US 2727650 A
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Description (OCR text may contain errors)
Dec. 20, 1955 T. F. MOYNIHAN ETAL 2,727,650
MAGNETIC SEAL FOR LEAKS IN OIL TANKS AND THE LIKE Filed Dec. 15, 1954 FIG. I. I
INVENTORS THOMAS F. MOYNIHAN BY PAUL GAB].
ATTO NEY UnitedStates Patent MAGNETIC SEAL FOR LEAKS IN OIL TANKS AND THE LIKE Thomas F. Moynihan, Woodhaven, and Paul Gau,
Flushing, N. Y.
Application December 15, 1954, Serial No. 475,409
3 Claims. (Cl. 220-24) This invention relates to a magnetic seal for leaks in oil tanks and the like.
This invention relates primarily to low pressure oil tanks and other containers or conduits containing liquids or gases under relatively low pressure. For example, the invention would apply to a gas pipe containing illuminating gas under low pressure. For purposes of illustration, however, the invention will be described herein solely in terms of its application to fuel oil tanks installed in the home but it will clearly be understood that this is not intended to limit the scope and application of the invention in any way whatsoever.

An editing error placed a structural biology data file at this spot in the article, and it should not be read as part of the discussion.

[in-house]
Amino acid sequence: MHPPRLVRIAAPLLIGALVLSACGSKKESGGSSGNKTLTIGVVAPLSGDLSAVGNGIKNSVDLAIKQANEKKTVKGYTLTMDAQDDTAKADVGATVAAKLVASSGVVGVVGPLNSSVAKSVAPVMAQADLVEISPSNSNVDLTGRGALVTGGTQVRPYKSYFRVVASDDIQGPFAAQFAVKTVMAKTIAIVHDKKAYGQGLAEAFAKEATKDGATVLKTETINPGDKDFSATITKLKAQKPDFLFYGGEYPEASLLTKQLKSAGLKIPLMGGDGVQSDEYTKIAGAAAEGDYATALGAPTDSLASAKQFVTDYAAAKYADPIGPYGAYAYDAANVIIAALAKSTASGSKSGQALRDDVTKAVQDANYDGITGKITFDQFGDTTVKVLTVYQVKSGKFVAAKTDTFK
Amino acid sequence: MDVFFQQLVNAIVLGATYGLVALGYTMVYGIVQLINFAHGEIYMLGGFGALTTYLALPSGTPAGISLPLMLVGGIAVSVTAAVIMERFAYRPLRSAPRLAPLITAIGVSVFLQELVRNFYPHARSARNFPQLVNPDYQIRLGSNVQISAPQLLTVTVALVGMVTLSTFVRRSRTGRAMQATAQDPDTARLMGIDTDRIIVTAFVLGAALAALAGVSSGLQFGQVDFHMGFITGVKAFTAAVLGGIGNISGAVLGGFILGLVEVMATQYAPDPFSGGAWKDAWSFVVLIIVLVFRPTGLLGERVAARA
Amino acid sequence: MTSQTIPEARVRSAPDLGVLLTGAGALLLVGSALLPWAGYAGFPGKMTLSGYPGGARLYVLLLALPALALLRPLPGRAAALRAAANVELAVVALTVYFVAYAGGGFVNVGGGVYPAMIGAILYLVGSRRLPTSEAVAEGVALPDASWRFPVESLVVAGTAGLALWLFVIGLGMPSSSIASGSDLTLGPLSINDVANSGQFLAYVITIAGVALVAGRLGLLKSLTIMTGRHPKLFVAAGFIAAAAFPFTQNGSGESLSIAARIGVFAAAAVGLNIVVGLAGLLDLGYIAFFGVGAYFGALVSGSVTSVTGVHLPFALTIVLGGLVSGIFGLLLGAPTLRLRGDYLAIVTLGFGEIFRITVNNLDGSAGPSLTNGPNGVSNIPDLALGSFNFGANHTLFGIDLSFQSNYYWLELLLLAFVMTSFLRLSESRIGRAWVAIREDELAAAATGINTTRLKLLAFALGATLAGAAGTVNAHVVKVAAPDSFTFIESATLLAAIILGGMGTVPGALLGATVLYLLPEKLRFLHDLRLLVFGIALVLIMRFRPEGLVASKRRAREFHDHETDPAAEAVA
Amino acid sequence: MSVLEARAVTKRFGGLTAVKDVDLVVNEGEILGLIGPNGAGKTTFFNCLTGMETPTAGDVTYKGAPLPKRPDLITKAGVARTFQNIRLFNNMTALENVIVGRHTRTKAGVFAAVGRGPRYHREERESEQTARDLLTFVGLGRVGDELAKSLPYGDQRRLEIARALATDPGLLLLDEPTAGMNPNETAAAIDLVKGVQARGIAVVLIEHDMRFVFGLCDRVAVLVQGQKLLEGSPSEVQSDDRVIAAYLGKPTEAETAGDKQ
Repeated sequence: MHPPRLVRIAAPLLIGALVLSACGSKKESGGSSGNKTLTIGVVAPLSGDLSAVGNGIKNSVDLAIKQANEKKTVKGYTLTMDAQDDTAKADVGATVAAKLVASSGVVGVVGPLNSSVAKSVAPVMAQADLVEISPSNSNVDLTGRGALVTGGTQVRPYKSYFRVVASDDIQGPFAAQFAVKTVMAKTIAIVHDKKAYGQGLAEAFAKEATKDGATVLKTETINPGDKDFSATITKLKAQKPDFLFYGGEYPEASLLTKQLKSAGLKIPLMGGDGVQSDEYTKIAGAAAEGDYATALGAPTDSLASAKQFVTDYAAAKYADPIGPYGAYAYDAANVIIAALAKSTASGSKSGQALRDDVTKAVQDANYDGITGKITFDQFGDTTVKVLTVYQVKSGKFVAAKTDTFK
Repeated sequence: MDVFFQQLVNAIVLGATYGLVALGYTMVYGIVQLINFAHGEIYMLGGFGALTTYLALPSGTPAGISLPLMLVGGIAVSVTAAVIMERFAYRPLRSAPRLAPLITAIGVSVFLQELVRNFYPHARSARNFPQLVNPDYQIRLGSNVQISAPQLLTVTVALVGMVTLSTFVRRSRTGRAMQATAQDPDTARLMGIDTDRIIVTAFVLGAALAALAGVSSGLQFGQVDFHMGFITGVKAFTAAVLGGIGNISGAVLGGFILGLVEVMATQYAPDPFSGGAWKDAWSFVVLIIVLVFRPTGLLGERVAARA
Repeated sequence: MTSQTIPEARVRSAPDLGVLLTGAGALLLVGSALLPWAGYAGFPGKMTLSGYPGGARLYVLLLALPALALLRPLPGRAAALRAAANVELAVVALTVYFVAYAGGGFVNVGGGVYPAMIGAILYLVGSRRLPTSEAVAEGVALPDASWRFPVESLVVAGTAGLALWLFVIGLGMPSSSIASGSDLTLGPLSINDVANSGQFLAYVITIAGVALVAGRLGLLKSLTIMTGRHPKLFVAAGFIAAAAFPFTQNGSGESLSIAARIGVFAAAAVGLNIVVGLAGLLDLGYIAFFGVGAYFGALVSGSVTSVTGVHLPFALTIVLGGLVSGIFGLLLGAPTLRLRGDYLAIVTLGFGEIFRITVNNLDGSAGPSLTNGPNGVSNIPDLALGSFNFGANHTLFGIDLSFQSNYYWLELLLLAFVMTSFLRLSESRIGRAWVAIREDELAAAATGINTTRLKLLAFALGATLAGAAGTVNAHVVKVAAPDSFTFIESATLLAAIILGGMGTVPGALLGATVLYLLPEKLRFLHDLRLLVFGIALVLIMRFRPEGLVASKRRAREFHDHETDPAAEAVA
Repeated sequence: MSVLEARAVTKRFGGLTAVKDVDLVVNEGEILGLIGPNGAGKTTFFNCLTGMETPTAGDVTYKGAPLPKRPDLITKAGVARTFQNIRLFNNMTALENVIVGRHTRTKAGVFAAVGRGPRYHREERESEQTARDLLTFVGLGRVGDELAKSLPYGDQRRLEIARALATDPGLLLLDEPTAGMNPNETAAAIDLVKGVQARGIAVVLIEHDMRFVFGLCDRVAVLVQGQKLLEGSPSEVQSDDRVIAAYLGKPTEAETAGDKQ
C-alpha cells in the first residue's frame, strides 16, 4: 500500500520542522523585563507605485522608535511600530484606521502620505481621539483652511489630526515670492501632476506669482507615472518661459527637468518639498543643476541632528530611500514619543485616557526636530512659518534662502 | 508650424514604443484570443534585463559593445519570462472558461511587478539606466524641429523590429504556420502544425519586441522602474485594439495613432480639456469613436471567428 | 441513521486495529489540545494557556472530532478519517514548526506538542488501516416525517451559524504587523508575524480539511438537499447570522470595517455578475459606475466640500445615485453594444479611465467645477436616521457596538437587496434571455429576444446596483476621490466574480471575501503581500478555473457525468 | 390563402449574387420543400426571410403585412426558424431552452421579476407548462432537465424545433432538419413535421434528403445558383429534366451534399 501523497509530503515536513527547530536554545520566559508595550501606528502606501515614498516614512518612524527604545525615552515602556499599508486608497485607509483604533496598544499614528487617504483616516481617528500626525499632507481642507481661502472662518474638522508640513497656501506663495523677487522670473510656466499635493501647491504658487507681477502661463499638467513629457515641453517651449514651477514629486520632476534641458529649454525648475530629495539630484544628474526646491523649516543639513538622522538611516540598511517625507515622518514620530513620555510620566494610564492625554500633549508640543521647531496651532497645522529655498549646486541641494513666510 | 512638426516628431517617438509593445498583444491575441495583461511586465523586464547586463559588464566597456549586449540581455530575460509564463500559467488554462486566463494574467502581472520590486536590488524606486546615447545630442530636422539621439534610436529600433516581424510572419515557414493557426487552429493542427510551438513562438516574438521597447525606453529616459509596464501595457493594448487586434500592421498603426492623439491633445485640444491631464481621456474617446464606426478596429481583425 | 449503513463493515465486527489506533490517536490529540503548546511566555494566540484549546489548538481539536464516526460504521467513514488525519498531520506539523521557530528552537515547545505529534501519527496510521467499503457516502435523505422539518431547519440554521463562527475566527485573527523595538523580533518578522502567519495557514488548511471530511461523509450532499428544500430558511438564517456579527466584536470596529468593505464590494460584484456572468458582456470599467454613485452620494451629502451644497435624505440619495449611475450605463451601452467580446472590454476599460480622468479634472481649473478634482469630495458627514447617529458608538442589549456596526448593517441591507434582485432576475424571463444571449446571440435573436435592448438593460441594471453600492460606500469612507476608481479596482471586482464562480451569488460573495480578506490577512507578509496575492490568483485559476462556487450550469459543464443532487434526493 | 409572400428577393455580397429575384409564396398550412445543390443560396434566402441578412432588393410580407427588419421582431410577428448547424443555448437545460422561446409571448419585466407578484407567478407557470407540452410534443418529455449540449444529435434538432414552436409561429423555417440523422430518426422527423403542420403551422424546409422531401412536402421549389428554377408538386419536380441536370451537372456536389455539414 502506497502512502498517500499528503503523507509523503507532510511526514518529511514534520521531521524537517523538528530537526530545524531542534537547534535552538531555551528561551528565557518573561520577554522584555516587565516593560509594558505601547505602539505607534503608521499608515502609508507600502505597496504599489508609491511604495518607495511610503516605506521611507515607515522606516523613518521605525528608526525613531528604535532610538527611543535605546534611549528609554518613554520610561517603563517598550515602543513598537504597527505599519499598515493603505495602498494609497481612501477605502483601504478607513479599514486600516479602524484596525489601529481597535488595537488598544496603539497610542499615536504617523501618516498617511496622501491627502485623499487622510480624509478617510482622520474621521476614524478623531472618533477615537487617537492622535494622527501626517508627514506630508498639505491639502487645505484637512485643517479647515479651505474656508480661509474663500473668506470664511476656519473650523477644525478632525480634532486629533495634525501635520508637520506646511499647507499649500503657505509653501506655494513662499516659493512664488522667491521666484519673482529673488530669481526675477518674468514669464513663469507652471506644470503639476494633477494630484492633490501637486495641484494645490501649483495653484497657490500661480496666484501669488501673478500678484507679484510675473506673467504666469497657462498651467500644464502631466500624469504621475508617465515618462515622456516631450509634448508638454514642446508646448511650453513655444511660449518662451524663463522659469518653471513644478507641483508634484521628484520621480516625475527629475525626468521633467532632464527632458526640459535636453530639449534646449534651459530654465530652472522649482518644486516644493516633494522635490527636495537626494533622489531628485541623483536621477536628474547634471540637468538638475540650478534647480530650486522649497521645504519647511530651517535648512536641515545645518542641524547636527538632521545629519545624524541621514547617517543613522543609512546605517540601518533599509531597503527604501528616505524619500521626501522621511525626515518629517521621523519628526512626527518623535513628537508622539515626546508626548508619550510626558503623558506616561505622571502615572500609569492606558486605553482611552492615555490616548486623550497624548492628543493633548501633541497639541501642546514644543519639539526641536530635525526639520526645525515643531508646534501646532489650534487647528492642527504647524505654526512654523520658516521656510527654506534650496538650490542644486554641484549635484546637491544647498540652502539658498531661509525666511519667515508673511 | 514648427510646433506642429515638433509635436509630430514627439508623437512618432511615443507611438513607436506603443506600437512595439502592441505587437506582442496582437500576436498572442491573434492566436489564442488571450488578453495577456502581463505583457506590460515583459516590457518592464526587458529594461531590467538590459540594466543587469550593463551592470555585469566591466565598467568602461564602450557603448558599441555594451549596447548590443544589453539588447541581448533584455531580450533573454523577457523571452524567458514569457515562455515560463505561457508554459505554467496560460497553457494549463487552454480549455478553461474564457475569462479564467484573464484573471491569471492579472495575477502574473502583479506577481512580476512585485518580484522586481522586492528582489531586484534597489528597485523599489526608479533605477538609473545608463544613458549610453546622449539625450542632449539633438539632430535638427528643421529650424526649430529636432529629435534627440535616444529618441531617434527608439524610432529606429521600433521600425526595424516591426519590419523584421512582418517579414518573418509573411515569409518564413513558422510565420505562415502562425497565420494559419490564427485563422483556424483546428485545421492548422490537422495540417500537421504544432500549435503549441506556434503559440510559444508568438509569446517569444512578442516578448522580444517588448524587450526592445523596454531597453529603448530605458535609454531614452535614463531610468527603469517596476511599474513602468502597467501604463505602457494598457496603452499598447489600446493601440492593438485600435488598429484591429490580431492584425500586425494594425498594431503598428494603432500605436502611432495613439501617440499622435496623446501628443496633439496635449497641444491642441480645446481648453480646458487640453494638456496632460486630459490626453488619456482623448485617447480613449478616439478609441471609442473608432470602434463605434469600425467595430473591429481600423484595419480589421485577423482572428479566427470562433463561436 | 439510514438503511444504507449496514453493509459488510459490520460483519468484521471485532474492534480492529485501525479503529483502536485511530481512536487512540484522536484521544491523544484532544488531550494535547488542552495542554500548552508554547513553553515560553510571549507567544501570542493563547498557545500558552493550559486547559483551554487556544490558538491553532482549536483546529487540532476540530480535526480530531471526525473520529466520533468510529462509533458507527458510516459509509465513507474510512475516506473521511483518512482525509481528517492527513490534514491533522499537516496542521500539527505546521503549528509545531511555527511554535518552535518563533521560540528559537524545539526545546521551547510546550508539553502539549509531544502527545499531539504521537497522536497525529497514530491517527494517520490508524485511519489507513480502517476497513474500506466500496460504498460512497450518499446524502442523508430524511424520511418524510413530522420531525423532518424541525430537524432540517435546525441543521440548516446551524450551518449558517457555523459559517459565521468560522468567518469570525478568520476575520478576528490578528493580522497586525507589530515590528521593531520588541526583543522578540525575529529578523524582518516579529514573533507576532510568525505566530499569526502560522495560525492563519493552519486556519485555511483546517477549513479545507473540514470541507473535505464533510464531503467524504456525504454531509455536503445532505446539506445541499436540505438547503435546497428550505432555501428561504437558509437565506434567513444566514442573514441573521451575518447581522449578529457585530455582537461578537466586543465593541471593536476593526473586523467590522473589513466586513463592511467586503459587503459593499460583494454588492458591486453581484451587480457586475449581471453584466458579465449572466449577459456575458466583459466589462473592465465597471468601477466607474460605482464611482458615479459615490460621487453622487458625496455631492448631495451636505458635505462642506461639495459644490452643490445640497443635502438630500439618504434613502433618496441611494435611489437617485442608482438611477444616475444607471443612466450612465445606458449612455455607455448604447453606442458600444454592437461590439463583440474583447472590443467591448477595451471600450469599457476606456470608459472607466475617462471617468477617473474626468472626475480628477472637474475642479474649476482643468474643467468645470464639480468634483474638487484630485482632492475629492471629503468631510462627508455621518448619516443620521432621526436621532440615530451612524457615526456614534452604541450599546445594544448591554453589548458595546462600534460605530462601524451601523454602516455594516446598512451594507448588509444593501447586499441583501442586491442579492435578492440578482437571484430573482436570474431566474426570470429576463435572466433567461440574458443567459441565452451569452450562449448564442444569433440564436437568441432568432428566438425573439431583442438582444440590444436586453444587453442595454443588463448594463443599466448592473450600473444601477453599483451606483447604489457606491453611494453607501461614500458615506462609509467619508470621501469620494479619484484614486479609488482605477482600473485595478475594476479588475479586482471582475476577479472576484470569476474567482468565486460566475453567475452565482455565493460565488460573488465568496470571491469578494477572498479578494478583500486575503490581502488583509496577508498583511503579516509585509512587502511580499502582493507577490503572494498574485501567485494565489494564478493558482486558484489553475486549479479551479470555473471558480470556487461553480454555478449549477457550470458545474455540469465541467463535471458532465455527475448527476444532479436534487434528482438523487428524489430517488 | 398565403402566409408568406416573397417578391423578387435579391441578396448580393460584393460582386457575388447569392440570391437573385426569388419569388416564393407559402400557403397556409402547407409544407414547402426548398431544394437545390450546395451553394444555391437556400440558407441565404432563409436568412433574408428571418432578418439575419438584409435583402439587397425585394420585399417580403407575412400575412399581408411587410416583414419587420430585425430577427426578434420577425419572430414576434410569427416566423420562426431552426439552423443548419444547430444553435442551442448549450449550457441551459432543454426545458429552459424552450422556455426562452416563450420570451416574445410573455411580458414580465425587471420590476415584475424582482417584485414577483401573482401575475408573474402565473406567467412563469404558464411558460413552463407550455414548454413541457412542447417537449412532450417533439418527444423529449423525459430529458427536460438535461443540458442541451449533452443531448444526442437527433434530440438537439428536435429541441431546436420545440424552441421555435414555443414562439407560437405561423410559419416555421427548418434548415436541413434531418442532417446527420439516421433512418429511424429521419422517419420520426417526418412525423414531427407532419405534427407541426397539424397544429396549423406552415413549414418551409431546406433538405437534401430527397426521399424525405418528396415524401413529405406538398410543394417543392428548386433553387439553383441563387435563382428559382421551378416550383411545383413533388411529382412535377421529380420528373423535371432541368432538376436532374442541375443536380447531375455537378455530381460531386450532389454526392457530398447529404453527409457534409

In many fuel oil tanks which are installed for domestic use, leaks develop in the bottom wall. The sulfur in the oil combines with the water moisture which collects within the tank, below its oil contents, and chemical reactions set in which ultimately develop and result in the production of an acid which eats through the bottom wall of the tank. Reference is here made to tanks made of ferrous metal and particularly sheet steel, the metal being of relatively low grade and the gauge of the sheet being relatively thin. As a result of the action of the acid upon the steel, small holes, perhaps of pin-point dimensions, developed.
The usual practice in the repair of such tanks is to weld a new plate to the bottom of the tank. But this requires the employment of welding skill and equipment which many oil burner service men do not possess. When a leak develops in a fuel oil tank, it is usually the oil burner service man who is called to repair the leak. He, in turn, must call upon a welder to perform the actual work of welding a plate to the bottom of the tank. In the meantime, the oil continues to leak out of the tank. It is thus essential that a temporary seal be provided to stop the leak until the contents of the tank are consumed in the normal course of events or until the services of a welder can be had.